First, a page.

> Especially the different new gen size could have gc implications.
Both are calculated by cassandra-env.sh. If my bash skills are still 
intact, the NewGen size difference comes from the number of cores: the 
64G machine has 12 cores where the 32G machine has 8 cores (I did not 
even realize this before looking into this, that's why I did not mention 
it in my previous emails).

Thanks a lot for your help.

A.

>
>
>
>
> All the best,
>
>
> datastax_logo.png <http://www.datastax.com/>
>
> Sebastián Estévez
>
> Solutions Architect |954 905 8615 | sebastian.estevez@datastax.com
> <mailto:sebastian.estevez@datastax.com>
>
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> On Wed, Nov 18, 2015 at 6:44 AM, Antoine Bonavita <antoine@stickyads.tv
> <mailto:antoine@stickyads.tv>> wrote:
>
>     Sebastian, Robet,
>
>     First, a big thank you to both of you for your help.
>
>     It looks like you were right. I used pcstat (awesome tool, thanks
>     for that as well) and it appears some files I would not expect to be
>     in cache actually are. Here is a sample of my output (edited for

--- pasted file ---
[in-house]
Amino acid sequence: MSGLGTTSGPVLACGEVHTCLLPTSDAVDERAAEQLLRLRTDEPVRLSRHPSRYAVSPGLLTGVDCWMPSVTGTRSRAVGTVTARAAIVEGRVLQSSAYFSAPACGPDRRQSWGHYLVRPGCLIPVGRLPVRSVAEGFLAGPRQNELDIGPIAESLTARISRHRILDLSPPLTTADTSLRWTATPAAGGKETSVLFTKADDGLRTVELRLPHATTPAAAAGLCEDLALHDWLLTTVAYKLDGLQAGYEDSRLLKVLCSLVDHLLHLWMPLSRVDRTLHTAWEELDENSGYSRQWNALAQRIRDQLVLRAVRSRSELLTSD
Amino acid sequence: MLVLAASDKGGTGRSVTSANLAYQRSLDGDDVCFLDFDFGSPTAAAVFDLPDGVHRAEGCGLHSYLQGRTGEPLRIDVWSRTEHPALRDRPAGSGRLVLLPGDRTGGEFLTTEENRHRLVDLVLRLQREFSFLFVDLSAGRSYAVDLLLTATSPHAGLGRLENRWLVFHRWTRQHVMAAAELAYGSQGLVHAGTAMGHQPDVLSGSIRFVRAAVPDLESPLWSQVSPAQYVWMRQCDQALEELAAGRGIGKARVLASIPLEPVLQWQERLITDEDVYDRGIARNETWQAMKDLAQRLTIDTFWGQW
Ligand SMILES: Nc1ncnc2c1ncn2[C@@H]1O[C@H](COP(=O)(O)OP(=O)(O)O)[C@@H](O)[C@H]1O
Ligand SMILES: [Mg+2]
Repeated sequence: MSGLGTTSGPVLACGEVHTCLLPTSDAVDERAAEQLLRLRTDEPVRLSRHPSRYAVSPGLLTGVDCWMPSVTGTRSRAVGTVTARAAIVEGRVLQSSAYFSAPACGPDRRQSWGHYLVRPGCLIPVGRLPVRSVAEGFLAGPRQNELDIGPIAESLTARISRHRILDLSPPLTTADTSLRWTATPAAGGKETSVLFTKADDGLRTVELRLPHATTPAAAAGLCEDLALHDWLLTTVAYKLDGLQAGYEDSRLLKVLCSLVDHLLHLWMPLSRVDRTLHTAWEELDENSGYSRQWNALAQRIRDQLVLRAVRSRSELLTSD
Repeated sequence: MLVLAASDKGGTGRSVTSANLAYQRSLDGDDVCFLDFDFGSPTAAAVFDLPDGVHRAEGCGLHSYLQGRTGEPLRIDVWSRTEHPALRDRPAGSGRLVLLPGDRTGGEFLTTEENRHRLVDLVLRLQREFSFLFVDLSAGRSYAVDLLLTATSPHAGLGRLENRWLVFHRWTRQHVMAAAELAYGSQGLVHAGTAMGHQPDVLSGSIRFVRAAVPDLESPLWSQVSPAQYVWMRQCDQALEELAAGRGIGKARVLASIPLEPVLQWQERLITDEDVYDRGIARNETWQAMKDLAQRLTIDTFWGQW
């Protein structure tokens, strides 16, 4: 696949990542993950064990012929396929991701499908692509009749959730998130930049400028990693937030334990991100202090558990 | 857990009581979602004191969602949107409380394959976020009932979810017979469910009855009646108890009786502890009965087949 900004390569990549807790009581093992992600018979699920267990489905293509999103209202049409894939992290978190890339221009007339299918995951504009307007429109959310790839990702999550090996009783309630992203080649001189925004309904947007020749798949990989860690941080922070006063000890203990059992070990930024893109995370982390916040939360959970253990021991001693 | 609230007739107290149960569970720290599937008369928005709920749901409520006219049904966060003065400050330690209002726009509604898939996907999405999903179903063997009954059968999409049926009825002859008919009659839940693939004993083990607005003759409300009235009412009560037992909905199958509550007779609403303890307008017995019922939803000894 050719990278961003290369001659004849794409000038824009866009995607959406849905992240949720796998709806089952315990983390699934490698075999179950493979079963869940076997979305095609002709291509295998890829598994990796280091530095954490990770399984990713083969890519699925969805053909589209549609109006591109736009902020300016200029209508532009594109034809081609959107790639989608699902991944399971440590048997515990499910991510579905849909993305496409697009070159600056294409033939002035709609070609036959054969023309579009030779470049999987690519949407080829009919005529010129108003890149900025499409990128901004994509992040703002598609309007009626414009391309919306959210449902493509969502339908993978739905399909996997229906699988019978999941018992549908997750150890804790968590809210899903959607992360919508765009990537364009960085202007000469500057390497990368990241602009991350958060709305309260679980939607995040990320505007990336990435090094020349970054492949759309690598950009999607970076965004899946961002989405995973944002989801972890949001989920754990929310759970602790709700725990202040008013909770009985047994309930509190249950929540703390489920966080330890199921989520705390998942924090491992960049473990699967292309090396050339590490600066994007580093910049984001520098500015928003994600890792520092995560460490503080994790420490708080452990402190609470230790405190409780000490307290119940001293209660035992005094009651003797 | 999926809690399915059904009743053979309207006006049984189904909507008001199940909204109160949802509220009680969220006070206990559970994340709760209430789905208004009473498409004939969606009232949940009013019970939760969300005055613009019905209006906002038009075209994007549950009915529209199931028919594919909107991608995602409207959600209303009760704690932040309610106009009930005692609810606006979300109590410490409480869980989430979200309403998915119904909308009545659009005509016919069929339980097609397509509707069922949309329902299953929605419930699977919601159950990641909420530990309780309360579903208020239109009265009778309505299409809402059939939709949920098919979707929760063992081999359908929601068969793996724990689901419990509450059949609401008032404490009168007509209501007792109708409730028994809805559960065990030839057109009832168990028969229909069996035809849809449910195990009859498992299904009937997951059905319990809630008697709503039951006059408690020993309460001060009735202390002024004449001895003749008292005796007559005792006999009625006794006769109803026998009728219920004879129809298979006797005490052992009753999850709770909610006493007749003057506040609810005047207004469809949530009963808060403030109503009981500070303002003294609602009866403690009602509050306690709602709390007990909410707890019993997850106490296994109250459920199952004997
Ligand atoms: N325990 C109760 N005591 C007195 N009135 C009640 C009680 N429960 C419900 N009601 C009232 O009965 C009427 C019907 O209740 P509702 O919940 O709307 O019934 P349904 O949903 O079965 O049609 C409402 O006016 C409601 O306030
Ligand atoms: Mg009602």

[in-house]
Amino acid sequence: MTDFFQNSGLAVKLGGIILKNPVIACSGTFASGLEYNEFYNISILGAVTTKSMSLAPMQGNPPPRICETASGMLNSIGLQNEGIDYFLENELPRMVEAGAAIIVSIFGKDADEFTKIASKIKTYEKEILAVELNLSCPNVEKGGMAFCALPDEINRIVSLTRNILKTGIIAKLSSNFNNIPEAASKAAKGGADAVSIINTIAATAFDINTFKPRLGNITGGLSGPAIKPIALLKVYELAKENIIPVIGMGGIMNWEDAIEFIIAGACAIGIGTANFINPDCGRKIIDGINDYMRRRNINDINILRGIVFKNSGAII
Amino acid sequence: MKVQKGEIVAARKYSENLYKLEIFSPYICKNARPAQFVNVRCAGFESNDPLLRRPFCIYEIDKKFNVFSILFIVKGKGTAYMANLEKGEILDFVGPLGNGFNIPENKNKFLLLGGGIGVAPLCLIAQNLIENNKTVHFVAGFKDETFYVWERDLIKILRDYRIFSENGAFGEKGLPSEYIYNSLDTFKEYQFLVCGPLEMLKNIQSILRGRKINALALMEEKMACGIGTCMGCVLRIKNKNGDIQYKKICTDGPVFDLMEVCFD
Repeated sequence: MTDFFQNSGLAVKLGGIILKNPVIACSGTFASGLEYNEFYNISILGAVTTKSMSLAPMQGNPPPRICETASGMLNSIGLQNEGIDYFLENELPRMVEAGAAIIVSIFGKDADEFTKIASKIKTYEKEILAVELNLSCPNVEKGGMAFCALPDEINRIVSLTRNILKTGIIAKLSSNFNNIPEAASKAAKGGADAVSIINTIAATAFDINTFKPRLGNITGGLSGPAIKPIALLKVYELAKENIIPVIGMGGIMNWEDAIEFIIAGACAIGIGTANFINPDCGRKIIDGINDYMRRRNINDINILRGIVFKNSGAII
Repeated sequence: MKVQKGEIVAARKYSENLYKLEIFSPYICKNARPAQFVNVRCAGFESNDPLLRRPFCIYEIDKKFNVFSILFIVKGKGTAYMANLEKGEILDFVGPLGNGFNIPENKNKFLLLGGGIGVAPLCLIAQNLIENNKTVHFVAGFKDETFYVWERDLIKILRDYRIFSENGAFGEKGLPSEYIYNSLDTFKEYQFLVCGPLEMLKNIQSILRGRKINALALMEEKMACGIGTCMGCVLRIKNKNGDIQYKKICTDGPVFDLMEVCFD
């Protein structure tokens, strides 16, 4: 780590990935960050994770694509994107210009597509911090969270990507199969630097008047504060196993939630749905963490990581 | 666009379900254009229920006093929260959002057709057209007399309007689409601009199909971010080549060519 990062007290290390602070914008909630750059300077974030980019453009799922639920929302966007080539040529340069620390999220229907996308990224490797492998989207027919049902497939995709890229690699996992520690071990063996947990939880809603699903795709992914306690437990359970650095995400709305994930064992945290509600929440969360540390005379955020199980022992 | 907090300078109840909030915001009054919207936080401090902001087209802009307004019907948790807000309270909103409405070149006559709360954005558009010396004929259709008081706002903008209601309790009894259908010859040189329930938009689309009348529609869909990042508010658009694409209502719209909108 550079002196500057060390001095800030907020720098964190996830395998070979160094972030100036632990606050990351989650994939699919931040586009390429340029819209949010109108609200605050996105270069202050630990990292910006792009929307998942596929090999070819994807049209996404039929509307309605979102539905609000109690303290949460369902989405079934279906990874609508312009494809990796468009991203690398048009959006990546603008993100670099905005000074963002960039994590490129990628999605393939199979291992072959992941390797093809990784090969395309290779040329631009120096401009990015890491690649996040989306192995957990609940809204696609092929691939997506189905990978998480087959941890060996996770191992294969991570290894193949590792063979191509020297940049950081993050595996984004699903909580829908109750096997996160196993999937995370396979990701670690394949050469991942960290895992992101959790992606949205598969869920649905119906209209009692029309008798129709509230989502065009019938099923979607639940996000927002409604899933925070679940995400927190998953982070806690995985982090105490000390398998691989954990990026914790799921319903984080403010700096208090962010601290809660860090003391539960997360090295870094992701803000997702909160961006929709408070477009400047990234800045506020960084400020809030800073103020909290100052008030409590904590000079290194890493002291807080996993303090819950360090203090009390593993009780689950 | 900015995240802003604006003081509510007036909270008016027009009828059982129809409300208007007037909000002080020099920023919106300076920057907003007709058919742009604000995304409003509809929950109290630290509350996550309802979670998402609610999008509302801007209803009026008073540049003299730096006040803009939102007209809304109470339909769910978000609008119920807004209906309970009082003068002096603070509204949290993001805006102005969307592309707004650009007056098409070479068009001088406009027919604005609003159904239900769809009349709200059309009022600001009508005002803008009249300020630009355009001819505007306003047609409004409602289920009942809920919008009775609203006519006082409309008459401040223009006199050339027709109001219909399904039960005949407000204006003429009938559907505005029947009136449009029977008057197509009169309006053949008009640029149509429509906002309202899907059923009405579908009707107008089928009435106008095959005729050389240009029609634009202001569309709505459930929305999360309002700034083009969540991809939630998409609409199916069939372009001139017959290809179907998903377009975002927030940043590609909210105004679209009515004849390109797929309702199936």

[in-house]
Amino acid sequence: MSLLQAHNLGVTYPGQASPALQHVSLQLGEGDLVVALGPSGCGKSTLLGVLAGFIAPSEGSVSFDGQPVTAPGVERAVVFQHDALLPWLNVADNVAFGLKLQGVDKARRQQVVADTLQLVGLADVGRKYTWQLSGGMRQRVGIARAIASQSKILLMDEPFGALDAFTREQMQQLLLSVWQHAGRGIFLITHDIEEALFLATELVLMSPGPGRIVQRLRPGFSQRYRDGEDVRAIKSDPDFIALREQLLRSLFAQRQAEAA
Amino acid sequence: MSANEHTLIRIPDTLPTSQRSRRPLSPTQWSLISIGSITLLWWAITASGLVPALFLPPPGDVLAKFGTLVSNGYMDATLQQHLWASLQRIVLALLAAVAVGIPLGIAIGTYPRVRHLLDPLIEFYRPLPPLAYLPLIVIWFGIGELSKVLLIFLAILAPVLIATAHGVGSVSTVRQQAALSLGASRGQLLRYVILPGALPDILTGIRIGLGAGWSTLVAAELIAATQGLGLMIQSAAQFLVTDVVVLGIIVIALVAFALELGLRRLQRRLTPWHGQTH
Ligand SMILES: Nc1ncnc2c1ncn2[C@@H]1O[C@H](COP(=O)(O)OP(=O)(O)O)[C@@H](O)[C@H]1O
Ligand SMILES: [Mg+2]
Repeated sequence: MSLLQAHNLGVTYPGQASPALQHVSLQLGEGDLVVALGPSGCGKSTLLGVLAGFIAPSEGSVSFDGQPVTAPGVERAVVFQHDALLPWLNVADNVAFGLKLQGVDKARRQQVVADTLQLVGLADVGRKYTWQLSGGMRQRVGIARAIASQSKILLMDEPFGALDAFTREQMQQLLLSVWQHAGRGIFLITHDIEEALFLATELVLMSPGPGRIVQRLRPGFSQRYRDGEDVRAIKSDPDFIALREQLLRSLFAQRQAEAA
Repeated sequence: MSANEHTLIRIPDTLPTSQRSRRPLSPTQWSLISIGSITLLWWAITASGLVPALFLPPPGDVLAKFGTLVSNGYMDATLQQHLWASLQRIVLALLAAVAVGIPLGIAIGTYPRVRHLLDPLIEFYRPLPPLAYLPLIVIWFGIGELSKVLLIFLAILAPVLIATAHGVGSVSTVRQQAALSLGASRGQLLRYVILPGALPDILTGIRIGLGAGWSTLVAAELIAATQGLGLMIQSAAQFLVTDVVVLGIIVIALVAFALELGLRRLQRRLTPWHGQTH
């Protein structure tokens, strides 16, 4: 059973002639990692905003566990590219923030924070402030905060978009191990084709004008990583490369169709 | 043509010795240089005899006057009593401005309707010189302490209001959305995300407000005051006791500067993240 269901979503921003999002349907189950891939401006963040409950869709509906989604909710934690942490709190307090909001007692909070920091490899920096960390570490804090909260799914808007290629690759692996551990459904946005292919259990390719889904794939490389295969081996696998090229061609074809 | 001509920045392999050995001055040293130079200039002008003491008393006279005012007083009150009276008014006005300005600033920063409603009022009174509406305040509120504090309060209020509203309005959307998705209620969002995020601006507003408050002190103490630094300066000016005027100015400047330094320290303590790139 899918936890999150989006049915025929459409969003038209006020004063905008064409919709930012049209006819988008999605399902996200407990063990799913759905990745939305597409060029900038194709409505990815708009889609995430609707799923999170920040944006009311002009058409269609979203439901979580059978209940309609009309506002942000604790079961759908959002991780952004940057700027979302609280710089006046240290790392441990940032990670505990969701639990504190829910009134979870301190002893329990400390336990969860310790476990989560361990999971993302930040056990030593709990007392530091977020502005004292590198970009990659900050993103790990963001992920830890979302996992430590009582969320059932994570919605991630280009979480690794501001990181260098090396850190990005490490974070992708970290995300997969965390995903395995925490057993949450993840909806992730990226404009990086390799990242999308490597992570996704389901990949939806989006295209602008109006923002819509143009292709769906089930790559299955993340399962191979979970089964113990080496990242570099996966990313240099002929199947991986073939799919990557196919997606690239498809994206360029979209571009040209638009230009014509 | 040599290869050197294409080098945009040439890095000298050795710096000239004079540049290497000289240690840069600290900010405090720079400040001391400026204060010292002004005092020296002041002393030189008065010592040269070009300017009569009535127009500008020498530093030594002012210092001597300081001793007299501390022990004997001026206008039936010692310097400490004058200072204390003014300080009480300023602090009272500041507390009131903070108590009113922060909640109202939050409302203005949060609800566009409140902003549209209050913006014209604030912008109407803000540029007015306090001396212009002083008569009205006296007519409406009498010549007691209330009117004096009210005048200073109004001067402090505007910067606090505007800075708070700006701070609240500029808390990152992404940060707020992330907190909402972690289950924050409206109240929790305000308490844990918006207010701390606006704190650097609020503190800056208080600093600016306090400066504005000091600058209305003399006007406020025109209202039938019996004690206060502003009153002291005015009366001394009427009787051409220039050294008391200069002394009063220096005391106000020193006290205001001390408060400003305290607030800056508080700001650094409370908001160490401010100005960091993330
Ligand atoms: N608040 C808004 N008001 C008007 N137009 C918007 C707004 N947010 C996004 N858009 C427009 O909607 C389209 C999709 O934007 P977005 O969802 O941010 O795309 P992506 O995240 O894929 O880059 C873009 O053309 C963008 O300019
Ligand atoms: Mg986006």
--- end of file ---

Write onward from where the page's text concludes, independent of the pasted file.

>     convenience, adding the file timestamp from the OS):
>
>     *
>     /var/lib/cassandra/data/views/views-451e4d8061ef11e5896f091196a360a0/la-5951-big-Data.db
>     - 000.619 % - Nov 16 12:25
>     *
>     /var/lib/cassandra/data/views/views-451e4d8061ef11e5896f091196a360a0/la-5954-big-Data.db
>     - 000.681 % - Nov 16 13:44
>     *
>     /var/lib/cassandra/data/views/views-451e4d8061ef11e5896f091196a360a0/la-5955-big-Data.db
>     -  000.610 % - Nov 16 14:11
>     *
>     /var/lib/cassandra/data/views/views-451e4d8061ef11e5896f091196a360a0/la-5956-big-Data.db
>     - 015.621 % - Nov 16 14:26
>     *
>     /var/lib/cassandra/data/views/views-451e4d8061ef11e5896f091196a360a0/la-5957-big-Data.db
>     - 015.558 % - Nov 16 14:50
>
>     The SSTables that come before are all at about 0% and the ones that
>     come after it are all at about 15%.
>
>     As you can see the first SSTable at 15% date back from 24h. Given my
>     application I'm pretty sure those are not from the reads (reads of